All 4 entries tagged AI
March 01, 2023
Follow-up to AI & Authorship from Exchanges Reflections: Interdisciplinary Editor Insights
A new policy of interest to authors using AI tools to support their research or writing has been introduced.
As discussed last month, the Exchanges Editorial Board have been considering the introduction of a new policy relating to authors and their use of artificial intelligence (AI) tools. As of the end of February, this new policy has been introduced and is line with best practice ethical guidance, and current publishing practices.
Briefly speaking, AI tools cannot be cited as authors within any Exchangespapers and authors are solely responsible for any and all contents of their manuscripts. Additionally, where AI tools are used to prepare any portion of the manuscript, the usage of these tools needs to cited, explained and transparent. In this way, authors are not denied the usage of AI tools within their work, but need to demonstrably show how such tools have contributed to their research, writing and related endeavours.
For more information see:
Announcement: New AI Policy Introduced
Journal Policies: Authorship & AI Tools PolicyOr of course, contact the journal to discuss this further.
February 14, 2023
Writing about web page https://publicationethics.org/cope-position-statements/ai-author
Like many of you I've been following the discussions around authorship and AI, especially as it relates to ChatGPT and scholarly communications in recent weeks (for example: Haggart, 2023; Lucey & Dowling, 2023). You probably saw the splash in the news recently too when the major research journal Science took the position ‘banning the use of text from ChatGPT and clarifying that the program could not be listed as an author.’ (Sample, 2023). Naturally, as a journal editor thoughts on originality are rarely far from my mind, and while there have been tools around for some time which can be deployed by authors in the creation of text – I can recall playing with them as far back as two decades ago – ChatGPT does rather seem to have shifted the practice from a niche to a mainstream activity.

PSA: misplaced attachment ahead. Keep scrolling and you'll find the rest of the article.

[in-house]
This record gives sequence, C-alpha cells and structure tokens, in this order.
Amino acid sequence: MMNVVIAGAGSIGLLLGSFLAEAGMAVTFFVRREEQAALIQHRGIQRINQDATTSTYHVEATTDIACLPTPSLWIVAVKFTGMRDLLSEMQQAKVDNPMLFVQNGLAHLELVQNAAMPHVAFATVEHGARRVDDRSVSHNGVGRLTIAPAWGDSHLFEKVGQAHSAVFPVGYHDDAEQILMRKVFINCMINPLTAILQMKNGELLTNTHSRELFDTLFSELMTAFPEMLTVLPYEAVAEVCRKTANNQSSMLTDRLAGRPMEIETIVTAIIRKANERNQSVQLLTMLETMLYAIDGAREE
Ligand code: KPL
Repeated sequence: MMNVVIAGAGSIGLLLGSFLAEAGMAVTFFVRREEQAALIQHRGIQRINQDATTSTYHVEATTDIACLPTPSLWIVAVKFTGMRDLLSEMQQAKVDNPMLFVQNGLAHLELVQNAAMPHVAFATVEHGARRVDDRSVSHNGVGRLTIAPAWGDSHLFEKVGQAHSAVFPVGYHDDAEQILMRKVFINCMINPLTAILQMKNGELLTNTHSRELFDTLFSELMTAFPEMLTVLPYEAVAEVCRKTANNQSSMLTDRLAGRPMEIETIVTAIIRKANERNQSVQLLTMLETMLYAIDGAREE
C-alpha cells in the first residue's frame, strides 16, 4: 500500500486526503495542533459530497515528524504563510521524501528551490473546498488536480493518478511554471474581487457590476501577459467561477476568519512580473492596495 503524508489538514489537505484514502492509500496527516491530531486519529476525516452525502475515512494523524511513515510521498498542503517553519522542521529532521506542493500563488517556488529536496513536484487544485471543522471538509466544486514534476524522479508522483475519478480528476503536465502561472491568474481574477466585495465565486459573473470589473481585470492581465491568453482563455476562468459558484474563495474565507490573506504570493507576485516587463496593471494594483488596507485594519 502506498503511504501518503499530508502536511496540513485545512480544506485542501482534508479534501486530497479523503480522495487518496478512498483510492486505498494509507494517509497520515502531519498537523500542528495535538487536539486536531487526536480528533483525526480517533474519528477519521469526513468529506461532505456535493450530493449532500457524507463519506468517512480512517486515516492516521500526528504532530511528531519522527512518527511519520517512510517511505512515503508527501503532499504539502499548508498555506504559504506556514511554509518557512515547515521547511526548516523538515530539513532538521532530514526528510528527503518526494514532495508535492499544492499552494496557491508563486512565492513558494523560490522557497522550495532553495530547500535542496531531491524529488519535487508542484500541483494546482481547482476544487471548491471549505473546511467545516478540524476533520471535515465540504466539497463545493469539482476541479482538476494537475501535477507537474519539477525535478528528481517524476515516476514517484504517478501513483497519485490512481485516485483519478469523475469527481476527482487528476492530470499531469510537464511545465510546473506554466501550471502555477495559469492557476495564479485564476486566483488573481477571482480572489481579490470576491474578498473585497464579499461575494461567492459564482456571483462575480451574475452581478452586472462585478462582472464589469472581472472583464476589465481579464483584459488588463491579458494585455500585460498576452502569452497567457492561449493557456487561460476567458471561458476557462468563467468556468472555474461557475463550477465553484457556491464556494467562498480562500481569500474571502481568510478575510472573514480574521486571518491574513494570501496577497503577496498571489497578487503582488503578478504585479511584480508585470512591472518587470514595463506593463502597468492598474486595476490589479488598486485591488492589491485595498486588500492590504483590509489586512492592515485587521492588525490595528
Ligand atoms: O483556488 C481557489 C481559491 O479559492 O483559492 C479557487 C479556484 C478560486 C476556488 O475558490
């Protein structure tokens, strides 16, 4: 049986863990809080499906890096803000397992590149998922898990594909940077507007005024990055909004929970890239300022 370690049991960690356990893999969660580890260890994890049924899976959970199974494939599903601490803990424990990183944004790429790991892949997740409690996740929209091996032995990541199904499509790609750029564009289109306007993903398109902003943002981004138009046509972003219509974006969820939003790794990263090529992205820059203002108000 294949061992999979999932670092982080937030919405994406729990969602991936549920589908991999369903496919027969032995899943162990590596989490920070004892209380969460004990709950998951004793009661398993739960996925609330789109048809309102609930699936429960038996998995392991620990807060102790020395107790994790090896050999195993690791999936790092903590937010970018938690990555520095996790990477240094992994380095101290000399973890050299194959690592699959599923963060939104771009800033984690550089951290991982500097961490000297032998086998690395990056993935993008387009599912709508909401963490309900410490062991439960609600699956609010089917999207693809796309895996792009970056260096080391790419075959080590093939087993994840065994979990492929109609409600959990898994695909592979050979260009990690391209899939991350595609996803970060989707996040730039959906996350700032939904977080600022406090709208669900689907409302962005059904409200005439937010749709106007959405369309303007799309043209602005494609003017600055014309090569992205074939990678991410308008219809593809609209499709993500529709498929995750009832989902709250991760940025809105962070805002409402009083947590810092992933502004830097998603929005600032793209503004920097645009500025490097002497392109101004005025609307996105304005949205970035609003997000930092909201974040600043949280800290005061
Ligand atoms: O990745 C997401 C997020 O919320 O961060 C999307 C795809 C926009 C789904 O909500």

Given Exchanges regularly looks to COPE (the Committee in Publishing Ethics) for best practice guidance in maters of publishing ethics, I’ve been keeping our powder dry as far as any related policy for the journal is concerned. Certainly, during the last few weeks we’ve received our first – and I doubt last – article submission relating to the issue. Note about not by, being the important elements in this respect. Nevertheless, I suspect in the fullness of time we may will almost certainly have contributions from authors who will be making use of AI tools in the creations of their papers.
Hence, this morning I noted with particular interest how COPE have now produced a position statement on the issue of authorship and the use of AI in the creation of research publications. I confess I’ve been waiting on this with anticipation, and now it’s here am glad to report it is fairly elegant in its simplicity. The key elements of COPE’s position being:
- AI Tools cannot be listed as paper authors given they cannot take any legal responsibility.
- Authors utilising AI tools in a manuscript’s creation must disclose where/how they were used.
- Authors retain responsibility and ethical liability for all of their paper’s contents
To my thinking this seems a rational, fair and workable approach. It doesn’t entirely exclude contributions from authors who may well wish to make a use of AI tools in the creation of their research outputs – which is good, because I wouldn’t want to preclude these from our considerations. However, it does clarify and demarcate the expectations of professional ethics, original contributions and the boundaries of authorship within any journal contributions. While I suspect questions around the use and misuse of AI tools within scholarship will not be evaporating any time soon, to my mind this position statement at least provides editors like myself with a framework upon which to consider and build our own related submission policies.
As such, with the hopeful agreement of Exchanges’ Editorial Board, we will be adapting and adopting a policy on AI tools and authorship, very much based on the COPE guidance. Given we as a journal typically look towards COPE for best ethical practice, this is line with the development of our extant policy frameworks. Authors seeking to explore these topics more, and how it may impact on the production of their submissions, naturally, are encouraged to contact myself for further discussions.
COPE, 2023. Authorship and AI Tools: COPE Position Statement. Committee on Publication Ethics. https://publicationethics.org/cope-position-statements/ai-author
Haggart, B., 2023. ChatGPT Strikes at the Heart of the Scientific World View. Centre for International Governance Innovation. 23 January 2023. https://www.cigionline.org/articles/chatgpt-strikes-at-the-heart-of-the-scientific-world-view/